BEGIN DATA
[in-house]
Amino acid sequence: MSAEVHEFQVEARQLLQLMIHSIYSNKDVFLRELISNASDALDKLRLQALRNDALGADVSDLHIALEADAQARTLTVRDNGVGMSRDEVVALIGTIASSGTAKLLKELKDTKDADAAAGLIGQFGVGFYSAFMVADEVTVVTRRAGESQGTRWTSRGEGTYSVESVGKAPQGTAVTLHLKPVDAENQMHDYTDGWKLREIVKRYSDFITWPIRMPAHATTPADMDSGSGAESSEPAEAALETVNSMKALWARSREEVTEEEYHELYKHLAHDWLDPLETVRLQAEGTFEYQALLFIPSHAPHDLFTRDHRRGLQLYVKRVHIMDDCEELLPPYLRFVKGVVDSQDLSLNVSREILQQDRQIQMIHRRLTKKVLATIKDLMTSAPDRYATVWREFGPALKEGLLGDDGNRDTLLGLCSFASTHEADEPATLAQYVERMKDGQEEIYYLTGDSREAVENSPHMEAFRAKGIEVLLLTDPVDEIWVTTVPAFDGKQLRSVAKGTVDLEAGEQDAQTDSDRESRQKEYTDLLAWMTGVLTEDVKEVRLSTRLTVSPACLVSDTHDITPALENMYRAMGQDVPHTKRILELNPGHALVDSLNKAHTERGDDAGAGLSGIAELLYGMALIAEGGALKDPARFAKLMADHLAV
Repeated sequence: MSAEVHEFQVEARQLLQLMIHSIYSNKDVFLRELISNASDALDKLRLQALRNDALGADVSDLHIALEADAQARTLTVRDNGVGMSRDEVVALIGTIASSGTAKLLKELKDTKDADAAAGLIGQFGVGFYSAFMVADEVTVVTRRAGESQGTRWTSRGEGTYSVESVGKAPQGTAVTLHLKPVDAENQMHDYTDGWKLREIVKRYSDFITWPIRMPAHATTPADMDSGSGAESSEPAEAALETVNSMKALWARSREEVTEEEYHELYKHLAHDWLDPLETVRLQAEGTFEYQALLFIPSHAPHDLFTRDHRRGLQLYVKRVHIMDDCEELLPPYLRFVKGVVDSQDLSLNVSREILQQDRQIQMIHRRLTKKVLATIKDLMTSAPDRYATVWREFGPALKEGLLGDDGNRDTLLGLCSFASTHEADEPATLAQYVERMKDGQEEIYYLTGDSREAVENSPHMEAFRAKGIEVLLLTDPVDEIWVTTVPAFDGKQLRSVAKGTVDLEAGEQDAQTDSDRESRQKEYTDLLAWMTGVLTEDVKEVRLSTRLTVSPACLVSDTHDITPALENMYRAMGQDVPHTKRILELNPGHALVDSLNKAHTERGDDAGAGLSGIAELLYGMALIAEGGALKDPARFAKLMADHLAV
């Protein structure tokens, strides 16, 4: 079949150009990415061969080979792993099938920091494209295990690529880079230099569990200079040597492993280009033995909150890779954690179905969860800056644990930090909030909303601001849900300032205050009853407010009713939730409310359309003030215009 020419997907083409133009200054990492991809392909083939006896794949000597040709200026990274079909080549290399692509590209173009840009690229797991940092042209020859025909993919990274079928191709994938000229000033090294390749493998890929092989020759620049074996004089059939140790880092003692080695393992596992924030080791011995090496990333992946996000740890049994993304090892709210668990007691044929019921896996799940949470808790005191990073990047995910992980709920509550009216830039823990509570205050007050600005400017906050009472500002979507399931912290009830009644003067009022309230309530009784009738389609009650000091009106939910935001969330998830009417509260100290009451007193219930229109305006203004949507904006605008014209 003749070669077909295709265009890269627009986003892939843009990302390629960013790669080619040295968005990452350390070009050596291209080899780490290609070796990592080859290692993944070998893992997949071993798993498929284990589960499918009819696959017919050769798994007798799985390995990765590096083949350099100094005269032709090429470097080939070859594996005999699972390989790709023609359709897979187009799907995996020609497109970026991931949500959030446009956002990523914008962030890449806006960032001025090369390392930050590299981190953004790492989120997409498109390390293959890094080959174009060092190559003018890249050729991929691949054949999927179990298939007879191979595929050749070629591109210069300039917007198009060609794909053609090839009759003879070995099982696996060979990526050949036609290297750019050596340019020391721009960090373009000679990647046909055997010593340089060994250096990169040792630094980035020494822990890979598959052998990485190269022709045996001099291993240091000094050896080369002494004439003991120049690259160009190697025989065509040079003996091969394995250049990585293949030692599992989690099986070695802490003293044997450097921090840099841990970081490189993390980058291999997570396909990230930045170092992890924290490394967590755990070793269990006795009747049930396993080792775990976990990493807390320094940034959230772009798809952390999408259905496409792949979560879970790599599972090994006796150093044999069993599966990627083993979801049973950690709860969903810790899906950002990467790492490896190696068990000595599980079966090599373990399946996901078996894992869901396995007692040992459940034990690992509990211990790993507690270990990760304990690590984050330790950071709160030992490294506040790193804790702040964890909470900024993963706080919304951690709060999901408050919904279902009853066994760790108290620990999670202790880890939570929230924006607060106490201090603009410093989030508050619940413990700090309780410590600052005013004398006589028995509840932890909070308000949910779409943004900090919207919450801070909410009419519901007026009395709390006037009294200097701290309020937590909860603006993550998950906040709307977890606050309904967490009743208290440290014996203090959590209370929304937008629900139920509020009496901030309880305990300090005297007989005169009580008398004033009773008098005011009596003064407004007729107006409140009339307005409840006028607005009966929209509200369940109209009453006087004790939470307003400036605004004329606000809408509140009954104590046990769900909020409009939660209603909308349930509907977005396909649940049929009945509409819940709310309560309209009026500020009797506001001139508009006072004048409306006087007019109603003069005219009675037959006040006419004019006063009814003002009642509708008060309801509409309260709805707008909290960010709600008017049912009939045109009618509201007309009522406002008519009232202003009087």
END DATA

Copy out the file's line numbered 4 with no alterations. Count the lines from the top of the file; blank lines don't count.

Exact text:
């Protein structure tokens, strides 16, 4: 079949150009990415061969080979792993099938920091494209295990690529880079230099569990200079040597492993280009033995909150890779954690179905969860800056644990930090909030909303601001849900300032205050009853407010009713939730409310359309003030215009 020419997907083409133009200054990492991809392909083939006896794949000597040709200026990274079909080549290399692509590209173009840009690229797991940092042209020859025909993919990274079928191709994938000229000033090294390749493998890929092989020759620049074996004089059939140790880092003692080695393992596992924030080791011995090496990333992946996000740890049994993304090892709210668990007691044929019921896996799940949470808790005191990073990047995910992980709920509550009216830039823990509570205050007050600005400017906050009472500002979507399931912290009830009644003067009022309230309530009784009738389609009650000091009106939910935001969330998830009417509260100290009451007193219930229109305006203004949507904006605008014209 003749070669077909295709265009890269627009986003892939843009990302390629960013790669080619040295968005990452350390070009050596291209080899780490290609070796990592080859290692993944070998893992997949071993798993498929284990589960499918009819696959017919050769798994007798799985390995990765590096083949350099100094005269032709090429470097080939070859594996005999699972390989790709023609359709897979187009799907995996020609497109970026991931949500959030446009956002990523914008962030890449806006960032001025090369390392930050590299981190953004790492989120997409498109390390293959890094080959174009060092190559003018890249050729991929691949054949999927179990298939007879191979595929050749070629591109210069300039917007198009060609794909053609090839009759003879070995099982696996060979990526050949036609290297750019050596340019020391721009960090373009000679990647046909055997010593340089060994250096990169040792630094980035020494822990890979598959052998990485190269022709045996001099291993240091000094050896080369002494004439003991120049690259160009190697025989065509040079003996091969394995250049990585293949030692599992989690099986070695802490003293044997450097921090840099841990970081490189993390980058291999997570396909990230930045170092992890924290490394967590755990070793269990006795009747049930396993080792775990976990990493807390320094940034959230772009798809952390999408259905496409792949979560879970790599599972090994006796150093044999069993599966990627083993979801049973950690709860969903810790899906950002990467790492490896190696068990000595599980079966090599373990399946996901078996894992869901396995007692040992459940034990690992509990211990790993507690270990990760304990690590984050330790950071709160030992490294506040790193804790702040964890909470900024993963706080919304951690709060999901408050919904279902009853066994760790108290620990999670202790880890939570929230924006607060106490201090603009410093989030508050619940413990700090309780410590600052005013004398006589028995509840932890909070308000949910779409943004900090919207919450801070909410009419519901007026009395709390006037009294200097701290309020937590909860603006993550998950906040709307977890606050309904967490009743208290440290014996203090959590209370929304937008629900139920509020009496901030309880305990300090005297007989005169009580008398004033009773008098005011009596003064407004007729107006409140009339307005409840006028607005009966929209509200369940109209009453006087004790939470307003400036605004004329606000809408509140009954104590046990769900909020409009939660209603909308349930509907977005396909649940049929009945509409819940709310309560309209009026500020009797506001001139508009006072004048409306006087007019109603003069005219009675037959006040006419004019006063009814003002009642509708008060309801509409309260709805707008909290960010709600008017049912009939045109009618509201007309009522406002008519009232202003009087």